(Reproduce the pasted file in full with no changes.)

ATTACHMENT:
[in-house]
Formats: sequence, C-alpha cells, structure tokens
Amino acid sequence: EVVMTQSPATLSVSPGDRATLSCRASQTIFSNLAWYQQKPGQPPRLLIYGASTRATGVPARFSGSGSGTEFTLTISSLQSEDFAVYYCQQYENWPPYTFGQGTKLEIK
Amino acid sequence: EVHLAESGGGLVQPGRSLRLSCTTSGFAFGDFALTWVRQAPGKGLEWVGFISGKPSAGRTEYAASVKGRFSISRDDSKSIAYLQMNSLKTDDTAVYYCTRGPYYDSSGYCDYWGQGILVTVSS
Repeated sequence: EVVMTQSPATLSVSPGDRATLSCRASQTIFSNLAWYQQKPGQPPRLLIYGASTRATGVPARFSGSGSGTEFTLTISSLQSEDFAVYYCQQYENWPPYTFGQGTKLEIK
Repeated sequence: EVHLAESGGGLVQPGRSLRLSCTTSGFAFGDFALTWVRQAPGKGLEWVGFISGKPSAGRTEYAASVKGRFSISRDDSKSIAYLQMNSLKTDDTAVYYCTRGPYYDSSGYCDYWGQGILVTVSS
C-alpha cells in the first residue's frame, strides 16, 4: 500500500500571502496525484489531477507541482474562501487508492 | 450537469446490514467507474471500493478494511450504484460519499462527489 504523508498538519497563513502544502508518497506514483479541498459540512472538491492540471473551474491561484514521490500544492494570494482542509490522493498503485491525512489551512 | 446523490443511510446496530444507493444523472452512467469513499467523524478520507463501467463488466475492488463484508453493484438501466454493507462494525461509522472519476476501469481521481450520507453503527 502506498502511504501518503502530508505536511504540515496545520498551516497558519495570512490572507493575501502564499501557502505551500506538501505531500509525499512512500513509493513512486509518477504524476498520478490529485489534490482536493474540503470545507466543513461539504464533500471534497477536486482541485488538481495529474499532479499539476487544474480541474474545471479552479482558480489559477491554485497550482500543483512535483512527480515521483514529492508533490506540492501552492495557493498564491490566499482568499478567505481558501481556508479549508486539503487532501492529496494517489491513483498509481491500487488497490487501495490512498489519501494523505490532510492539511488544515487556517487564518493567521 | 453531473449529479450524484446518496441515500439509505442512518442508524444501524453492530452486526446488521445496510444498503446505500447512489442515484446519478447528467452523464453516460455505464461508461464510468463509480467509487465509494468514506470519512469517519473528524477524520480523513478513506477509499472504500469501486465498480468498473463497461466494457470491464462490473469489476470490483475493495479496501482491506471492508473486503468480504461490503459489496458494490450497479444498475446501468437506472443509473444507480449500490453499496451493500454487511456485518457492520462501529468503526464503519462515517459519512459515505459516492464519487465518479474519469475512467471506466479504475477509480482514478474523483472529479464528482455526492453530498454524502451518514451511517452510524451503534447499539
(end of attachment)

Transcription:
[in-house]
Formats: sequence, C-alpha cells, structure tokens
Amino acid sequence: EVVMTQSPATLSVSPGDRATLSCRASQTIFSNLAWYQQKPGQPPRLLIYGASTRATGVPARFSGSGSGTEFTLTISSLQSEDFAVYYCQQYENWPPYTFGQGTKLEIK
Amino acid sequence: EVHLAESGGGLVQPGRSLRLSCTTSGFAFGDFALTWVRQAPGKGLEWVGFISGKPSAGRTEYAASVKGRFSISRDDSKSIAYLQMNSLKTDDTAVYYCTRGPYYDSSGYCDYWGQGILVTVSS
Repeated sequence: EVVMTQSPATLSVSPGDRATLSCRASQTIFSNLAWYQQKPGQPPRLLIYGASTRATGVPARFSGSGSGTEFTLTISSLQSEDFAVYYCQQYENWPPYTFGQGTKLEIK
Repeated sequence: EVHLAESGGGLVQPGRSLRLSCTTSGFAFGDFALTWVRQAPGKGLEWVGFISGKPSAGRTEYAASVKGRFSISRDDSKSIAYLQMNSLKTDDTAVYYCTRGPYYDSSGYCDYWGQGILVTVSS
C-alpha cells in the first residue's frame, strides 16, 4: 500500500500571502496525484489531477507541482474562501487508492 | 450537469446490514467507474471500493478494511450504484460519499462527489 504523508498538519497563513502544502508518497506514483479541498459540512472538491492540471473551474491561484514521490500544492494570494482542509490522493498503485491525512489551512 | 446523490443511510446496530444507493444523472452512467469513499467523524478520507463501467463488466475492488463484508453493484438501466454493507462494525461509522472519476476501469481521481450520507453503527 502506498502511504501518503502530508505536511504540515496545520498551516497558519495570512490572507493575501502564499501557502505551500506538501505531500509525499512512500513509493513512486509518477504524476498520478490529485489534490482536493474540503470545507466543513461539504464533500471534497477536486482541485488538481495529474499532479499539476487544474480541474474545471479552479482558480489559477491554485497550482500543483512535483512527480515521483514529492508533490506540492501552492495557493498564491490566499482568499478567505481558501481556508479549508486539503487532501492529496494517489491513483498509481491500487488497490487501495490512498489519501494523505490532510492539511488544515487556517487564518493567521 | 453531473449529479450524484446518496441515500439509505442512518442508524444501524453492530452486526446488521445496510444498503446505500447512489442515484446519478447528467452523464453516460455505464461508461464510468463509480467509487465509494468514506470519512469517519473528524477524520480523513478513506477509499472504500469501486465498480468498473463497461466494457470491464462490473469489476470490483475493495479496501482491506471492508473486503468480504461490503459489496458494490450497479444498475446501468437506472443509473444507480449500490453499496451493500454487511456485518457492520462501529468503526464503519462515517459519512459515505459516492464519487465518479474519469475512467471506466479504475477509480482514478474523483472529479464528482455526492453530498454524502451518514451511517452510524451503534447499539